When I met Randall, it was through a social function. I was working at the Office of the Director of Public Prosecutions and our Christmas party was held in the grounds of the Old Boggo Road Gaol. Randall was stationed at Dutton Park CIB, right beside the Gaol and he sauntered his way across for a little socialising.
I remember Randall’s walk that night. It is a walk that still gets him recognised now, many years since he retired from the Queensland Police Service: “you a copper, mate?”
There is something about the way police walk that is recognisable.
There is also something about the way police serve that is memorable.
On Police Remembrance Day each year, the walk they take through our community in a spirit of service is formally recognised.
For the rest of the community, it is a date set for once a year.
In the job, though, it is a recognition and remembrance that comes throughout the year … from those who reach age retirement, to those who return their badges for new careers and those whose careers come to an end through medical retirement.
Sadly, each year, there are police officers whose service ends through their passing.
This year, Randall and many other Queensland Police officers gathered to mark the passing of a serving police officer: Detective Senior Sergeant Richard Lacey.
Richard Lacey, or Lace as he was known, was a man who impacted Randall’s life more than Lace realised. As he dressed for Lace’s funeral, Randall did something he has never done before. He pinned his Service medals to his suit.
Lace was worthy of this symbol of respect.
He was a man who gave the job his all and did so by giving those serving with Lace his all. He was known for his big heart and his willingness to invest into the lives of others, sharing knowledge, wisdom, encouragement, and laughter willingly. Randall counted Lace as one of the two most influential men in his policing career. Lace would have brushed that off but when several hundred people turned out for Lace’s police funeral, it was clear that Randall was not the only person who held Lace in such high regard.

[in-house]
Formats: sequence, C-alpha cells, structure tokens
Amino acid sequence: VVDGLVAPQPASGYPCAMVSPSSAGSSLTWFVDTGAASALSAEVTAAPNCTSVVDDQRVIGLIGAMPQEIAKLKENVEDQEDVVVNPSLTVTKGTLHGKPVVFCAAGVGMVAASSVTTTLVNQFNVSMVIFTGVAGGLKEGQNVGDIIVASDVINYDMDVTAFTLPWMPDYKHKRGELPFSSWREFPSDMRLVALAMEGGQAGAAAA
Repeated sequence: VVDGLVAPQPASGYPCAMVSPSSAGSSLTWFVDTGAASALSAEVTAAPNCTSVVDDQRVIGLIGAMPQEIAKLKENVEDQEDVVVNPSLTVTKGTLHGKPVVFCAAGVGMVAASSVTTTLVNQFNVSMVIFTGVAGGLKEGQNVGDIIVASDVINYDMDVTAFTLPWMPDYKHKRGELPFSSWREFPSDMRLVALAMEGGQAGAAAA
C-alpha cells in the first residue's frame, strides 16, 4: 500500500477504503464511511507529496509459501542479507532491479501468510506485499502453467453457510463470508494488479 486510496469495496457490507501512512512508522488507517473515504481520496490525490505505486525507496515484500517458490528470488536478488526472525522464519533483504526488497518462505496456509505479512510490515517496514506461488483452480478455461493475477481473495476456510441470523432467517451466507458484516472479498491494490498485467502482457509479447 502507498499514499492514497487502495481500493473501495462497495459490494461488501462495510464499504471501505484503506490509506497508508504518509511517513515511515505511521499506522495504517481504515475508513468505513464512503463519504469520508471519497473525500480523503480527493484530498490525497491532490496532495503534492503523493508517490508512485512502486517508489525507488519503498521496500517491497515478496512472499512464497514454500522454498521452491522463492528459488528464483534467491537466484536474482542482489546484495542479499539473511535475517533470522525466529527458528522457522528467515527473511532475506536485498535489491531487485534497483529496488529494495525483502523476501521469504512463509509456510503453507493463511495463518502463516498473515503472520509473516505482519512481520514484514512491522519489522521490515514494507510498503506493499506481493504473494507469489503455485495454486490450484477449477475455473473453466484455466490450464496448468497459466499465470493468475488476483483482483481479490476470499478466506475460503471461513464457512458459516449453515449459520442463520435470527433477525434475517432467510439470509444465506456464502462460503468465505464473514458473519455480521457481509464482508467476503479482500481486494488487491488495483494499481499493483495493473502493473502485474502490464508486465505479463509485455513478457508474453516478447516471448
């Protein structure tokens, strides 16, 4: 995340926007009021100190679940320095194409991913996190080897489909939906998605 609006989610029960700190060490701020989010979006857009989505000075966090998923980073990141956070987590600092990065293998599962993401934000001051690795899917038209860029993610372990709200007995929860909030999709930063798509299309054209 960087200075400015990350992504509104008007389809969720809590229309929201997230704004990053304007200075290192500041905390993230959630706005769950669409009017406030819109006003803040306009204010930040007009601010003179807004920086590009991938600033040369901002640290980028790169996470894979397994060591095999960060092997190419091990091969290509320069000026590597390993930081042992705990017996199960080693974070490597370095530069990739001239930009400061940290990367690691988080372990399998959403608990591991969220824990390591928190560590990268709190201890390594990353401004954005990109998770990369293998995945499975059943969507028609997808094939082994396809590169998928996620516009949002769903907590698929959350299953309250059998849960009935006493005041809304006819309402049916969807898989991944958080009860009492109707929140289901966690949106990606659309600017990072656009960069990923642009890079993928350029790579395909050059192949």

It was a day of Remembrance – of police coming together, current and former officers, bound by a common experience of service and the life of one fellow officer.
Randall was very moved by the time spent together as the Queensland Police gathered for Lace’s last weeks and for his final send off. The people he had shared his service with all drawn back together, all lined shoulder to shoulder to send Lace off … another funeral of one whose service may never be widely known by the community at large but whose legacy is beyond words.
Randall shared his thoughts with me of what that day of coming together to honour Lace meant to him – and so many others.
“The faces may be a bit more weathered but our shared stories of the past still burn strong. A brotherhood was formed long ago … we drift in and out of each other’s lives but reconnect in a moment’s notice. We are all taken back quickly to those times we have shared when we went to work not knowing what would come next.
We share those “Can you believe we got away with it” stories and then realise that one of those main personalities in that same story is no longer with us.
We do the maths in our heads and realise that the “old blokes” that we used to look up to weren’t really those old as we are nearing the age they were when we started our careers.
We remember those who paid the ultimate price and those who also paid a price that meant they can no longer serve, despite the desire.
We reflect on those moments when it was more a case of good luck than good management that spared us from being one of the names on the Remembrance wall. We think about those fun times we had together and then also recall that feeling when one of our own had fallen. The emptiness, the sadness and the “can’t believed it happened to them” thoughts.
We remember the moment we found about the passing of our friend, the previous friend’s passing and the one before and before and before. We reflect for the moment on the passage of time, struggling to believe it has been 1 year already … 5 years … 7 years. We know life goes on. There will be another funeral. Another Remembrance Day.
There will always be the memories for as long as there is the Service.”
As Police Remembrance Day is marked, we pay our respects to those Police Officers who have given so much in service of others.
And to the mate of many, Detective Senior Sergeant Richard Lacey, from Randall’s heart we share: Rest in peace, Lace. You will never be forgotten.
Stay safe on the job and if we can be of help to any police officers along the way, please reach out. We’re here to help.
Tricia & Randall